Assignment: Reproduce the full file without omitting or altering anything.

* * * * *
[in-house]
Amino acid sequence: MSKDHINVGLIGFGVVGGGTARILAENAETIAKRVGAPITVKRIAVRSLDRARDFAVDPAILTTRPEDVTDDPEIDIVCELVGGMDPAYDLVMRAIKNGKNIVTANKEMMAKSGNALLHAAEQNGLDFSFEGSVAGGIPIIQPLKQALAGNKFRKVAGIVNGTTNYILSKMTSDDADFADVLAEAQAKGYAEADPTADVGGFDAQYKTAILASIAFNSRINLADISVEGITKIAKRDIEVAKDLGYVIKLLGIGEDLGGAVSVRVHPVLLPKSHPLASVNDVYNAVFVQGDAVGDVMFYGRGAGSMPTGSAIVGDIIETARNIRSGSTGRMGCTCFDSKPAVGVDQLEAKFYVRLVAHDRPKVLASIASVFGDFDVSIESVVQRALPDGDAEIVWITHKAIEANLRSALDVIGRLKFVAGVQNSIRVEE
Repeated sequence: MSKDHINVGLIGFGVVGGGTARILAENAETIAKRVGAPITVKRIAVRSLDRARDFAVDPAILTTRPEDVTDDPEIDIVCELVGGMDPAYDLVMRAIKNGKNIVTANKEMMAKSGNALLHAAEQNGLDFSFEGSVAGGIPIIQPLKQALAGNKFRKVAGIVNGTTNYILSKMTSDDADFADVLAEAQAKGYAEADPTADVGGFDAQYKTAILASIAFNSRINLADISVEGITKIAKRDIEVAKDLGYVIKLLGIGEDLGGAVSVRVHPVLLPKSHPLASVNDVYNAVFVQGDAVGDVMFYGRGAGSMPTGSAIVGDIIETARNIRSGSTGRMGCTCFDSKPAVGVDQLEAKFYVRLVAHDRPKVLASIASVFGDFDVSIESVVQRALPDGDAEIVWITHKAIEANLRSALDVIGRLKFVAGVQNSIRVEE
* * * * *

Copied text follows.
[in-house]
Amino acid sequence: MSKDHINVGLIGFGVVGGGTARILAENAETIAKRVGAPITVKRIAVRSLDRARDFAVDPAILTTRPEDVTDDPEIDIVCELVGGMDPAYDLVMRAIKNGKNIVTANKEMMAKSGNALLHAAEQNGLDFSFEGSVAGGIPIIQPLKQALAGNKFRKVAGIVNGTTNYILSKMTSDDADFADVLAEAQAKGYAEADPTADVGGFDAQYKTAILASIAFNSRINLADISVEGITKIAKRDIEVAKDLGYVIKLLGIGEDLGGAVSVRVHPVLLPKSHPLASVNDVYNAVFVQGDAVGDVMFYGRGAGSMPTGSAIVGDIIETARNIRSGSTGRMGCTCFDSKPAVGVDQLEAKFYVRLVAHDRPKVLASIASVFGDFDVSIESVVQRALPDGDAEIVWITHKAIEANLRSALDVIGRLKFVAGVQNSIRVEE
Repeated sequence: MSKDHINVGLIGFGVVGGGTARILAENAETIAKRVGAPITVKRIAVRSLDRARDFAVDPAILTTRPEDVTDDPEIDIVCELVGGMDPAYDLVMRAIKNGKNIVTANKEMMAKSGNALLHAAEQNGLDFSFEGSVAGGIPIIQPLKQALAGNKFRKVAGIVNGTTNYILSKMTSDDADFADVLAEAQAKGYAEADPTADVGGFDAQYKTAILASIAFNSRINLADISVEGITKIAKRDIEVAKDLGYVIKLLGIGEDLGGAVSVRVHPVLLPKSHPLASVNDVYNAVFVQGDAVGDVMFYGRGAGSMPTGSAIVGDIIETARNIRSGSTGRMGCTCFDSKPAVGVDQLEAKFYVRLVAHDRPKVLASIASVFGDFDVSIESVVQRALPDGDAEIVWITHKAIEANLRSALDVIGRLKFVAGVQNSIRVEE